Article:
LARGE DEVIATIONS THEORYAUTHOR:Md Ashif RezaMINI_PROJECT:MA202NAME:MD ASHIF REZAROLL:170101023BRANCH:CSEINTRODUCTIONIn probability theory, the theory of large deviations concerns the asymptotic behaviour ofremote tails of sequences of probability distributions. While some basic ideas of the theorycan be traced to Laplace, the formalization started with insurance mathematics, namely ruintheory with Cram©r and Lundberg. A unified formalization of large deviation theory wasdeveloped in 1966, in a paper by Varadhan. Large deviations theory formalizes the heuristicideas of concentration of measures and widely generalizes the notion of convergence ofprobability measures.

Roughly speaking, large deviations theory concerns itself with the exponential decline of theprobability measures of certain kinds of extreme or tail events.INTRODUCTORY EXAMPLESAn elementary exampleConsider a sequence of independent tosses of a fair coin. The possible outcomes could beheads or tails. Let us denote the possible outcome of the i-th trial by , where we encode headas 1 and tail as 0. Now let denote the mean value after trials, namely? ? =1?€‘ ?=1? ? .Then lies between 0 and 1.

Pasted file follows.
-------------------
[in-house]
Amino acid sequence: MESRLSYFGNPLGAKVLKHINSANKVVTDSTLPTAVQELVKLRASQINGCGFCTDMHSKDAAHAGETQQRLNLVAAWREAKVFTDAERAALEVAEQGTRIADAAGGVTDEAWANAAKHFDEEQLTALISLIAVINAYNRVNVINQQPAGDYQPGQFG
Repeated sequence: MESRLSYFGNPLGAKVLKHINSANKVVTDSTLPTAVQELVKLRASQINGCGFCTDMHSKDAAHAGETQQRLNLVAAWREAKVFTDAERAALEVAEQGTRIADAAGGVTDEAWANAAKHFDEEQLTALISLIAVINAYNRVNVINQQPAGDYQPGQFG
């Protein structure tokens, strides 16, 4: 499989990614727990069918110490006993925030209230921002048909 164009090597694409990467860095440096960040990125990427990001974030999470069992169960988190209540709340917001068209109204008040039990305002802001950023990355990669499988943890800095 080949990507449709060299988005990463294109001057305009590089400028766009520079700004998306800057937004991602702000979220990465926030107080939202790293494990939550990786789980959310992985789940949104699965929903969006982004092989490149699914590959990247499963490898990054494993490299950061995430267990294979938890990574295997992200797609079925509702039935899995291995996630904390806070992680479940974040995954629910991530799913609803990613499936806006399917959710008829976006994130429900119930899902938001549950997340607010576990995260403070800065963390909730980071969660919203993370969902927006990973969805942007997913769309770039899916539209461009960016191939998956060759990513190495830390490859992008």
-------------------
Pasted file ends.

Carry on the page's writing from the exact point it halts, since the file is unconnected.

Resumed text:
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From the law of large numbers (and also from our experience) weknow that as N grows, the distribution of converges to 0.5 = E [?] (the expectation value ofa single coin toss) almost surely.Moreover, by the central limit theorem, we know that ? ? is approximately normallydistributed for large . The central limit theorem can provide more detailed information aboutthe behavior of ? ? than the law of large numbers. For example, we can approximately finda tail probability of ? ? , ?(? ? > ?) that ? ? is greater than , for a fixed value of . However,the approximation by the CLT may not be accurate if is far from E [? ? ] unless is sufficientlylarge. Also, it does not provide information about the convergence of the tail probabilities as? ’ €ћ. However, the large deviation theory can provide answers for such problems.Let us make this statement more precise. For a given value 0.5 < ? < 1, let us compute thetail probability ?(? ? > ?). Define ?(?) = ?ln? + (1 €’ ?)ln (1 €’ ?) + ln2.Note that the function is a convex, nonnegative function that is zero at x=1/2 and increases asyou move to x=1. It is the negative of the Bernoulli entropy with p=1/2; that it’s appropriatefor coin tosses follows from the asymptotic equipartition property applied to a Bernoulli trial.Then by Chernoff’s inequality, it can be shown that ?(? ? > ?) < exp (€’?(?)). Thisbound is rather sharp, in the sense that ?(?) cannot be replaced with a larger number whichwould yield a strict inequality for all positive [3] (However, the exponential bound can still bereduced by a subexponential factor on the order of 1/€?; this follows from the Stirlingapproximation applied to the binomial coefficient appearing in the Bernoulli distribution.)Hence, we obtain the following result: ?(? ? > ?) ‰€ exp (€’?(?)). The probability?(? ? > ?) decays exponentially as grows to infinity, at a rate depending on x. This formulaapproximates any tail probability of the sample mean of i.i.d. variables and gives itsconvergence as the number of samples increases.LARGE DEVIATIONS FOR SUMS OF INDEPENDENT RANDOMVARIABLESIn the above example of coin-tossing we explicitly assumed that each toss is an independent trial,and the probability of getting head or tail is always the same.Let be independent and identically distributed (i.i.d.) random variables whose common distributionsatisfies a certain growth condition. Then the following limit exists: lim?’€ћ1?ln?(? ? > ?) = €’?(?).Here M N =? ? =1?€‘ ?=1? ? , as before Function is called the “rate function” or “Cram©rfunction” or sometimes the “entropy function”.The above-mentioned limit means that for large N,?(? ? > ?) ‰€ exp [€’?(?)], which is the basic result of large deviations theory.If we know the probability distribution of , an explicit expression for the rate function can beobtained. This is given by a Legendre”Fenchel transformation,?(?) = sup?>0 [? €’ ?(?)],is called the cumulant generating function (CGF) and denotes the mathematical expectation.If follows a normal distribution, the rate function becomes a parabola with its apex at themean of the normal distribution.If {? ? } is a Markov chain, the variant of the basic large deviations result stated above mayhold.Given a Polish space let {“™ ? } be a sequence of Borel probability measures on , let {? ? } be asequence of positive real numbers such that lim? ? = +€ћ , and finally let ?:? ’ [0,+€ћ] bea lower semicontinuous functional on ?. The Sequence {“™ ? } is said to satisfy a largedeviation principle with speed {? ? } and rate if, and only if, for each Borel measurable set? ‚ ?, €’ inf?€€? € ?(?) ‰¤ lim _? ?€’1 log (“™ ? (?)) ‰¤ lim? ?€’1 log (“™ ? (?)) ‰¤ €’inf?€€? ?(?), where ?and? € denote respectively the closure and interior of ?.CONCLUSIONSAPPLICATIONSPrinciples of large deviations may be effectively applied to gather information out of a probabilisticmodel. Thus, theory of large deviations finds its applications in information theory and riskmanagement. In physics, the best known application of large deviations theory arise inthermodynamics and statistical mechanics (in connection with relating entropy with rate function).Large deviations and entropyThe rate function is related to the entropy in statistical mechanics. This can be heuristicallyseen in the following way. In statistical mechanics the entropy of a particular macro-state isrelated to the number of micro-states which corresponds to this macro-state. In our cointossing example the mean value ? ? could designate a particular macro-state. And theparticular sequence of heads and tails which gives rise to a particular value of ? ?constitutes a particular micro-state. Loosely speaking a macro-state having a higher numberof micro-states giving rise to it, has higher entropy. And a state with higher entropy has ahigher chance of being realised in actual experiments. The macro-state with mean value of1/2 (as many heads as tails) has the highest number of micro-states giving rise to it and it isindeed the state with the highest entropy. And in most practical situations we shall indeedobtain this macro-state for large numbers of trials. The “rate function” on the other handmeasures the probability of appearance of a particular macro-state. The smaller the ratefunction the higher is the chance of a macro-state appearing. In our coin-tossing the value ofthe “rate function” for mean value equal to 1/2 is zero. In this way one can see the “ratefunction” as the negative of the “entropy”.There is a relation between the “rate function” in large deviations theory and the Kullback”Leibler divergence and Novak.In a special case, large deviations are closely related to the concept of Gromov”Hausdorfflimits.REFERENCES1. S.R.S. Varadhan, Asymptotic probability and differential equations, Comm. Pure Appl. Math.19 (1966),261-286.2. “Large deviations for performance analysis : queues, communications, and computing”,Shwartz, Adam, 1953- TN: 1228486.3. Varadhan, S.R.S.,The Annals of Probability 2008, Vol. 36, No. 2, 397″419.4. S.R.S. Varadhan, Large Deviations and Applications (SIAM, Philadelphia, 1984).6. Touchette, Hugo (1 July 2009). “The large deviation approach to statistical mechanics”.Physics Reports. 478 (1″3): 1″69.